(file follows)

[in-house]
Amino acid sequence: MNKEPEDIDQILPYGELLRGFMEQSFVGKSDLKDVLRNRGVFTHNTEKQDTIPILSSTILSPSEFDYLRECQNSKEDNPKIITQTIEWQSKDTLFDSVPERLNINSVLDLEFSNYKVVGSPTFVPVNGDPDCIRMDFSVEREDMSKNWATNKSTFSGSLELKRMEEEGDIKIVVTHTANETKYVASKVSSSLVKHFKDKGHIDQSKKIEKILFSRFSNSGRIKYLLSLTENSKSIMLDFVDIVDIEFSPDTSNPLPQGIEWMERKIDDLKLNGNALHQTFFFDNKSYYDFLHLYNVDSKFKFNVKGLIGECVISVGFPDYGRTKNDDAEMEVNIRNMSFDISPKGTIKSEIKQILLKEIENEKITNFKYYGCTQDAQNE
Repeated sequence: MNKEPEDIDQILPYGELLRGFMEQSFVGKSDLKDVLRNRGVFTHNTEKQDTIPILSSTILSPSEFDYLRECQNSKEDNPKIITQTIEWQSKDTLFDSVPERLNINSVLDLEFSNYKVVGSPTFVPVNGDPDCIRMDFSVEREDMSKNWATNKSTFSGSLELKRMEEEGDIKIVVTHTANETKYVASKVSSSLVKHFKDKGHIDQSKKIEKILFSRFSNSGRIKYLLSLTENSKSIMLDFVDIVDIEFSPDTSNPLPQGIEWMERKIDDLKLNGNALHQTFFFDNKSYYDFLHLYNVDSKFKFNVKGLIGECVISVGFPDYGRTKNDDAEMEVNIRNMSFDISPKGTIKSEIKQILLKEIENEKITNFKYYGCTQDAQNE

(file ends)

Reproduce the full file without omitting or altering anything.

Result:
[in-house]
Amino acid sequence: MNKEPEDIDQILPYGELLRGFMEQSFVGKSDLKDVLRNRGVFTHNTEKQDTIPILSSTILSPSEFDYLRECQNSKEDNPKIITQTIEWQSKDTLFDSVPERLNINSVLDLEFSNYKVVGSPTFVPVNGDPDCIRMDFSVEREDMSKNWATNKSTFSGSLELKRMEEEGDIKIVVTHTANETKYVASKVSSSLVKHFKDKGHIDQSKKIEKILFSRFSNSGRIKYLLSLTENSKSIMLDFVDIVDIEFSPDTSNPLPQGIEWMERKIDDLKLNGNALHQTFFFDNKSYYDFLHLYNVDSKFKFNVKGLIGECVISVGFPDYGRTKNDDAEMEVNIRNMSFDISPKGTIKSEIKQILLKEIENEKITNFKYYGCTQDAQNE
Repeated sequence: MNKEPEDIDQILPYGELLRGFMEQSFVGKSDLKDVLRNRGVFTHNTEKQDTIPILSSTILSPSEFDYLRECQNSKEDNPKIITQTIEWQSKDTLFDSVPERLNINSVLDLEFSNYKVVGSPTFVPVNGDPDCIRMDFSVEREDMSKNWATNKSTFSGSLELKRMEEEGDIKIVVTHTANETKYVASKVSSSLVKHFKDKGHIDQSKKIEKILFSRFSNSGRIKYLLSLTENSKSIMLDFVDIVDIEFSPDTSNPLPQGIEWMERKIDDLKLNGNALHQTFFFDNKSYYDFLHLYNVDSKFKFNVKGLIGECVISVGFPDYGRTKNDDAEMEVNIRNMSFDISPKGTIKSEIKQILLKEIENEKITNFKYYGCTQDAQNE